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So I’ve been writing a ton this summer, and it’s not a new thing but when I write I constantly click open the rss reader to siphon it down as it fills. It is one of my many, many bad writing habits. And unlike some of my bad habits, which are a bit edge-sharpening, give me a little burst of clarity and fixity as I circle and stream along, the feeds are purely distracting. When I’m lucky, it’s a single sweep through, no links followed. When unlucky, I get caught up in it, end up leaving comments somehwhere or ordering books from Amazon etc. When I’m shit out of luck and concentration, I’ll blog about something that I’ve read. (You might notice I’ve been posting way more than usual of late…)

Addictive. I’ve always been a bit of an info-freak, newspaper fetishist, trend gnawer, whatever. But rss is a whole nother story. After, what’s it been, two years or so, my collection of feeds is heading toward some sort of tipping point where I’m provided constantly and instantaneously with everything that I have to read right now. And it takes a toll on the work…

…I mean, I guess it takes a toll. It should, right? I’ve already mentioned my complete inability to read Actual Books this summer. But I’ve written quite a lot, am relatively happy with what I”ve written, etc, etc…

Ok – the point: during my writing time, quite a bit of mental energy is spent holding the world (in the shape of these feeds) out. They have nothing to do with what I’m working on, and I’ve got this reflex developing that

A kind of banally deconstructive question: How is my current work shaped by what I spend so much effort excluding? And what would work that embraces rather than walls out distraction look like?

A few Benjamin cites to help out. On the one hand, from “The Work of Art” essay:

The painting invites the spectator to contemplation; before it the spectator can abandon himself to his associations. Before the movie frame he cannot do so. No sooner has his eye grasped a scene than it is already changed. It cannot be arrested. Duhamel, who detests the film and knows nothing of its significance, though something of its structure, notes this circumstance as follows: “I can no longer think what I want to think. My thoughts have been replaced by moving images.” (Georges Duhamel, *Scenes de la vie future*, Paris, 1930, p. 52.) The spectator’s process of association in view of these images is indeed interrupted by their constant, sudden change. This constitutes the shock effect of the film, which, like all shocks, should be cushioned by heightened presence of mind. By means of its technical structure, the film has taken the physical shock effect out of the wrappers in which Dadaism had, as it were, kept it inside the moral shock effect.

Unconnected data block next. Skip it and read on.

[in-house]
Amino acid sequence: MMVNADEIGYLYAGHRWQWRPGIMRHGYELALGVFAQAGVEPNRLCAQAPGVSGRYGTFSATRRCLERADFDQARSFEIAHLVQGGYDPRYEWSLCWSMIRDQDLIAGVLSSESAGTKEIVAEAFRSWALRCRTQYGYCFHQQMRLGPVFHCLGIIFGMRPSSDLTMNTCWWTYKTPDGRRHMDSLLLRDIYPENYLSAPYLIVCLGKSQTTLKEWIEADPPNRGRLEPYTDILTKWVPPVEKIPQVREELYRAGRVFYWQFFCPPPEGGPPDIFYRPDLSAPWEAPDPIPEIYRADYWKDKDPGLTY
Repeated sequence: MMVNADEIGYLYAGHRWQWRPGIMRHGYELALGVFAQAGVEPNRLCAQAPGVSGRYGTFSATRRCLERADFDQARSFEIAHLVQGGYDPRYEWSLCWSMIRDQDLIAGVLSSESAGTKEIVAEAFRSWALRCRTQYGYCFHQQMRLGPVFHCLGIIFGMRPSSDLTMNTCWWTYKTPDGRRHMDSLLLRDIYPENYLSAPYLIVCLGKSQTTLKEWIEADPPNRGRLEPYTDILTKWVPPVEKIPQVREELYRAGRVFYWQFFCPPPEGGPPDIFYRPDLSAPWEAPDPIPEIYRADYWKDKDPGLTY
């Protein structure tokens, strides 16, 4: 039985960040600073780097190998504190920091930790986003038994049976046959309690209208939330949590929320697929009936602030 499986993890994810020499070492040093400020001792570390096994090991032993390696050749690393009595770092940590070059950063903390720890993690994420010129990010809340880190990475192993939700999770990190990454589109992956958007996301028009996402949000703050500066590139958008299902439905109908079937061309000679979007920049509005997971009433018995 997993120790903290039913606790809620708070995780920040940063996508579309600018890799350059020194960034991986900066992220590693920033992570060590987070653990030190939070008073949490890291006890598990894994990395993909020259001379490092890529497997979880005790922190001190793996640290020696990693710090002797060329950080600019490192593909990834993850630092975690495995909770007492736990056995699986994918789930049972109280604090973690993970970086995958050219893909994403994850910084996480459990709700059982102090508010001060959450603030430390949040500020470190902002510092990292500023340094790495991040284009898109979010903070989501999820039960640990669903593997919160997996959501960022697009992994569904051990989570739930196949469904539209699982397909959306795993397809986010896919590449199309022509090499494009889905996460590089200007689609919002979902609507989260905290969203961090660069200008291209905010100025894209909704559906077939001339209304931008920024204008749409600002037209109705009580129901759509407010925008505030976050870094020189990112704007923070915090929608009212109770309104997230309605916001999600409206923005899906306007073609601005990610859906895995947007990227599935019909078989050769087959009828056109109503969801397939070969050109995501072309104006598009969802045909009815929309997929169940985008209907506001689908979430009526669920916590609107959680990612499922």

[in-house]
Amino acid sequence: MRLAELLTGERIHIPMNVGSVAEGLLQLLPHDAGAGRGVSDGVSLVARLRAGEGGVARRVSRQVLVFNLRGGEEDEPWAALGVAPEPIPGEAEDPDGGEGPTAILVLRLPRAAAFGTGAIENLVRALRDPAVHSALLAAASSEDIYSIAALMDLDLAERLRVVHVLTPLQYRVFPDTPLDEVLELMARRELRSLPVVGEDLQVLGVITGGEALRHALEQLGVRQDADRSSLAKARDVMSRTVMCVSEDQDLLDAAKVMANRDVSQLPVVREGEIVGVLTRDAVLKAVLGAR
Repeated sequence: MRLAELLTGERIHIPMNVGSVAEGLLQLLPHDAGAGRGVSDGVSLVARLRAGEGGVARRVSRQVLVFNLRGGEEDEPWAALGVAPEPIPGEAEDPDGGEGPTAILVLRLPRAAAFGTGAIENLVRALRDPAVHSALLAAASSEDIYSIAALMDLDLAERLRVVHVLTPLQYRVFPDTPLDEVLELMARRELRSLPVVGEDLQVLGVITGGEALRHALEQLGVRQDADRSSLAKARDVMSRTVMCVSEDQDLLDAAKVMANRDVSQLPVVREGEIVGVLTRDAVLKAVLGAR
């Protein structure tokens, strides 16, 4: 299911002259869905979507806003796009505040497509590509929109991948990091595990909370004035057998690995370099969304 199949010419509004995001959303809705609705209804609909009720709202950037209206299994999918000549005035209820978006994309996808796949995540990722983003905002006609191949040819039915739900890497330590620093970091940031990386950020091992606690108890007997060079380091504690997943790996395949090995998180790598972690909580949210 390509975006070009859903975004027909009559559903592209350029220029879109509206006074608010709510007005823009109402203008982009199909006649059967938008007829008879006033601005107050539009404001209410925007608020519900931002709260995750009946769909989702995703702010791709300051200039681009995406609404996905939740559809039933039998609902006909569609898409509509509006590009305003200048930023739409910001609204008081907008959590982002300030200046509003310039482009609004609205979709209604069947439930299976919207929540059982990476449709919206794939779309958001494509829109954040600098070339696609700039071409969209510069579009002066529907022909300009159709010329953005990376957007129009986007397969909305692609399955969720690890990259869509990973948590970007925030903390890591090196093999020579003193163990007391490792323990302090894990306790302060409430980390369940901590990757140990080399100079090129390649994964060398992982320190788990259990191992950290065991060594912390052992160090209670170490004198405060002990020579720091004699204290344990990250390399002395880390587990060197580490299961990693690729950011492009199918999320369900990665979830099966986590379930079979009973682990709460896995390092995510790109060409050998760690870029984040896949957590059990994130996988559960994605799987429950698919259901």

But on the other hand, from “The Storyteller”:

Every morning brings us news of the globe, and yet we are poor in noteworthy stories. This is because no event any longer comes to us without already being shot through with explanation. In other words, by now almost everything benefits information. Actually, it is half the art of storytelling to keep a story free from explanation as one reproduces it. Leskov is the master at this (compare pieces like “The Deception” and “The White Eagle”). The most extraordinary things, marvelous things, are related with the greatest accuracy, but the psychological connection of the events is not forced upon the reader. It is left up to him to interpret things the way he understands them, and thus the narrative achieves an amplitude that information lacks.

(BTW: do you see the funny turn here, so characteristic? We expect the news to be disjointed, not the story, right? But then it is the story that lacks the connective tissue that runs between events….

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Written by adswithoutproducts

June 30, 2006 at 12:38 am

Posted in benjamin, blogs, distraction